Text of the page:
Example 6 Modification of Residual-Solvent Containing Polyisoprene Latex One-fourth or" the latex prepared by Example 5 is concentrated to solids in the range of 40 percent and designated 6-A. Another fourth is passed through the Gaulin homogenizers at a pressure of 6,000 p.s.i. at 40 C. and this latex concentrated to a somewhat higher level of solids content and was designated 6-B.
Example 7 Preparation of Polyisoprene Latex with Increased Molecular Weight To latex designated 68 for Example 6 is added 3 lbs of dicumylperoxide from 1223a and the mixture pumped at 4,000 p.s.i. through the homogenizer 1226 and then through the heater 1225 and then cooled in heat exchanger 1232 and sent to storage 1233.
Example 8 By repeating Example 5, in the same equipment as employed in H6. 3, but with a segregator such as the segregator 215 substituted for the segregator 115 of FIG. 3, similar results and economies are obtainable.
Example 9 By repeating Example 5 in the same manner and in the same equipment except that when the raw emulsion steam aerosol is formed all of the steam is admitted at 114C.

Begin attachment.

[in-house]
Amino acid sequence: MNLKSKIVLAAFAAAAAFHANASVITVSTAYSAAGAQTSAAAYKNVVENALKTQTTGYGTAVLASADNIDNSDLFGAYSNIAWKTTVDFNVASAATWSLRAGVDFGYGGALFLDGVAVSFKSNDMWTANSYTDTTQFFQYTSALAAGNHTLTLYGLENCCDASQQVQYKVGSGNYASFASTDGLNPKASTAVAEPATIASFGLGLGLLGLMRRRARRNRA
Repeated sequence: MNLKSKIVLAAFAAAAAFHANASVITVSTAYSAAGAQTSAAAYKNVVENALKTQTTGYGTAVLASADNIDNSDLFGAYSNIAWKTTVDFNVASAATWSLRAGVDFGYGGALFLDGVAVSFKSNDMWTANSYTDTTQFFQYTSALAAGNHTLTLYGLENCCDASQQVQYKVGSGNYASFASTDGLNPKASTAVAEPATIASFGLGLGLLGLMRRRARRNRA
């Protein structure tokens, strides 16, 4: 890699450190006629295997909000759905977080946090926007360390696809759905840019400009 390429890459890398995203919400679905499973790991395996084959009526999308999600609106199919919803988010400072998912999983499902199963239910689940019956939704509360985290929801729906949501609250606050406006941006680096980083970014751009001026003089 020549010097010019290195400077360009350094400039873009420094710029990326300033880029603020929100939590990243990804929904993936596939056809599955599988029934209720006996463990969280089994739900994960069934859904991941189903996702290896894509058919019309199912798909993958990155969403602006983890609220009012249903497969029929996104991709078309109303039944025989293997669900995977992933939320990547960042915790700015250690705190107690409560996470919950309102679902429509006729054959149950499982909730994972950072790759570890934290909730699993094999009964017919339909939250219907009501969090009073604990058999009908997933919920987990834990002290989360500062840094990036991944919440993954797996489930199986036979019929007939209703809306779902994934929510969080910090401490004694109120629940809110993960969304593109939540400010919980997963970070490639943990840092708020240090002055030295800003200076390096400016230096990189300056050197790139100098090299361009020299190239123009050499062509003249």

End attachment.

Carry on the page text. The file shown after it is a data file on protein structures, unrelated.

Example 10 Preparation of Ethylene-Propylene Rubber Latex To a sigma blade mixer is added 500 pounds of ethy lene-propylene rubber (Enjay EPR rubber)* and 404 pounds of toluene, and after mixing 12 hours a clear rubber cement is obtained. A coarse emulsion is made by combining 4,540 pounds of this cement with an aqueous solution comprising 2,260 lbs. of water and 8.4 lbs. of 36 percent hydrochloric acid and 50 lbs. of 50 percent active quaternary ammonium compound sold under the trade name Redicote E-ll and consisting principally of the compoundhaving the following formula:
and to 10 lbs. of a fatty acid diamine sold under the